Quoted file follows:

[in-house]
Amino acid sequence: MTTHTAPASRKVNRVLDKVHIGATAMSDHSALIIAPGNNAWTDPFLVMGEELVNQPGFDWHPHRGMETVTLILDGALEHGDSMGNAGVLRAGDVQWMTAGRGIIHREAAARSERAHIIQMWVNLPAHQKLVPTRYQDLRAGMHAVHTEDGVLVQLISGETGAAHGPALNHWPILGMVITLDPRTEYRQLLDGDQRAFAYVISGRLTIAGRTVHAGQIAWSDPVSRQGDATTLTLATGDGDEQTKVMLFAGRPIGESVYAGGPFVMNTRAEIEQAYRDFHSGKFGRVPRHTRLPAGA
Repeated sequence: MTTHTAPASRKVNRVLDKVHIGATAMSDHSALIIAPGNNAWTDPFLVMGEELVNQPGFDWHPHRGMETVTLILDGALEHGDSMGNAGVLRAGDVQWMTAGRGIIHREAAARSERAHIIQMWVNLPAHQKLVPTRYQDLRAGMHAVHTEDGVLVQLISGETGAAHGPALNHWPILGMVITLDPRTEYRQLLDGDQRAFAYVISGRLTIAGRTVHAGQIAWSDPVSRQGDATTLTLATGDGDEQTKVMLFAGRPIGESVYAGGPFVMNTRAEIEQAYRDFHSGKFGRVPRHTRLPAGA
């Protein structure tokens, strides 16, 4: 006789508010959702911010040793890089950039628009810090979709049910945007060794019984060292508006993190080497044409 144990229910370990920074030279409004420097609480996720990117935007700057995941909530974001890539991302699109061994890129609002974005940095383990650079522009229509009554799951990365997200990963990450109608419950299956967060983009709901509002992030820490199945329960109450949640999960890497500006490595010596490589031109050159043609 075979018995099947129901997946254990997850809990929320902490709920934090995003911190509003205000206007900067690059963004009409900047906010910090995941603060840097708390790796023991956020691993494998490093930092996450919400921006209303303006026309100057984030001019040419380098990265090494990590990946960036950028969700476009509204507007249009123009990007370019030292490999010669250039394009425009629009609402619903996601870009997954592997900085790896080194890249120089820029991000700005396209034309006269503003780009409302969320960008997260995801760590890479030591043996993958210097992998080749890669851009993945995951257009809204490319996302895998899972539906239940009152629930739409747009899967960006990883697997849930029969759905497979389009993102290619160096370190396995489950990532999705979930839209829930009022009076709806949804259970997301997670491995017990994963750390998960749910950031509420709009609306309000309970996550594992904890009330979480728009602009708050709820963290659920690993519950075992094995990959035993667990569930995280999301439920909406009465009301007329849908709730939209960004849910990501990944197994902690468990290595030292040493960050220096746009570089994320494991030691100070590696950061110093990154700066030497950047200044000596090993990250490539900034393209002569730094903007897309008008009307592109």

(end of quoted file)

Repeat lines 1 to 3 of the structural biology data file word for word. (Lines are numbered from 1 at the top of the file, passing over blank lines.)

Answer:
[in-house]
Amino acid sequence: MTTHTAPASRKVNRVLDKVHIGATAMSDHSALIIAPGNNAWTDPFLVMGEELVNQPGFDWHPHRGMETVTLILDGALEHGDSMGNAGVLRAGDVQWMTAGRGIIHREAAARSERAHIIQMWVNLPAHQKLVPTRYQDLRAGMHAVHTEDGVLVQLISGETGAAHGPALNHWPILGMVITLDPRTEYRQLLDGDQRAFAYVISGRLTIAGRTVHAGQIAWSDPVSRQGDATTLTLATGDGDEQTKVMLFAGRPIGESVYAGGPFVMNTRAEIEQAYRDFHSGKFGRVPRHTRLPAGA
Repeated sequence: MTTHTAPASRKVNRVLDKVHIGATAMSDHSALIIAPGNNAWTDPFLVMGEELVNQPGFDWHPHRGMETVTLILDGALEHGDSMGNAGVLRAGDVQWMTAGRGIIHREAAARSERAHIIQMWVNLPAHQKLVPTRYQDLRAGMHAVHTEDGVLVQLISGETGAAHGPALNHWPILGMVITLDPRTEYRQLLDGDQRAFAYVISGRLTIAGRTVHAGQIAWSDPVSRQGDATTLTLATGDGDEQTKVMLFAGRPIGESVYAGGPFVMNTRAEIEQAYRDFHSGKFGRVPRHTRLPAGA